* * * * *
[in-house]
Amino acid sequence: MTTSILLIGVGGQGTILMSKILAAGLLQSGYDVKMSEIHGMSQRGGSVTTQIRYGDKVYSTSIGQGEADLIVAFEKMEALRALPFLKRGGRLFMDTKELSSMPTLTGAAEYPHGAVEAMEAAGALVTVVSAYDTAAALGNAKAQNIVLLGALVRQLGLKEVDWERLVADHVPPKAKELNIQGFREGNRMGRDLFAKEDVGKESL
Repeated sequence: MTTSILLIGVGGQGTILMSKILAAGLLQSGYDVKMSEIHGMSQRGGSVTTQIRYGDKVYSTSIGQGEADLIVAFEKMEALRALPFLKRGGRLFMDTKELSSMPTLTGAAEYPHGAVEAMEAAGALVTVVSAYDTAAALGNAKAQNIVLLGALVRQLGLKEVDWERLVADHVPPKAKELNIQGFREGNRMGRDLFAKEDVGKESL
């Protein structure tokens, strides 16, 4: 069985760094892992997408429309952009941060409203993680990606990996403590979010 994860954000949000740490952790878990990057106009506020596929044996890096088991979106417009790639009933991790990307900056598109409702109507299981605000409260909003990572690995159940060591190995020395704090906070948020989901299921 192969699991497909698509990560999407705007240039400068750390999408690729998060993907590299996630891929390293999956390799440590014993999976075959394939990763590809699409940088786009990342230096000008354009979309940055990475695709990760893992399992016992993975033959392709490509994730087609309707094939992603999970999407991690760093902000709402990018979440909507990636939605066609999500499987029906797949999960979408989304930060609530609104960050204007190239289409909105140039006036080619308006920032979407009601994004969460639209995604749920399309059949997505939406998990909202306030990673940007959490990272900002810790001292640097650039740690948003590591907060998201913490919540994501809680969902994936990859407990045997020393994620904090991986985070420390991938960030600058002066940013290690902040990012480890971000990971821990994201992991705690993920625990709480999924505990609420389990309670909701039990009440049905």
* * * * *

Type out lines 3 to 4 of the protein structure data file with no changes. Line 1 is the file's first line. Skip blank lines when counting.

Repeated sequence: MTTSILLIGVGGQGTILMSKILAAGLLQSGYDVKMSEIHGMSQRGGSVTTQIRYGDKVYSTSIGQGEADLIVAFEKMEALRALPFLKRGGRLFMDTKELSSMPTLTGAAEYPHGAVEAMEAAGALVTVVSAYDTAAALGNAKAQNIVLLGALVRQLGLKEVDWERLVADHVPPKAKELNIQGFREGNRMGRDLFAKEDVGKESL
């Protein structure tokens, strides 16, 4: 069985760094892992997408429309952009941060409203993680990606990996403590979010 994860954000949000740490952790878990990057106009506020596929044996890096088991979106417009790639009933991790990307900056598109409702109507299981605000409260909003990572690995159940060591190995020395704090906070948020989901299921 192969699991497909698509990560999407705007240039400068750390999408690729998060993907590299996630891929390293999956390799440590014993999976075959394939990763590809699409940088786009990342230096000008354009979309940055990475695709990760893992399992016992993975033959392709490509994730087609309707094939992603999970999407991690760093902000709402990018979440909507990636939605066609999500499987029906797949999960979408989304930060609530609104960050204007190239289409909105140039006036080619308006920032979407009601994004969460639209995604749920399309059949997505939406998990909202306030990673940007959490990272900002810790001292640097650039740690948003590591907060998201913490919540994501809680969902994936990859407990045997020393994620904090991986985070420390991938960030600058002066940013290690902040990012480890971000990971821990994201992991705690993920625990709480999924505990609420389990309670909701039990009440049905």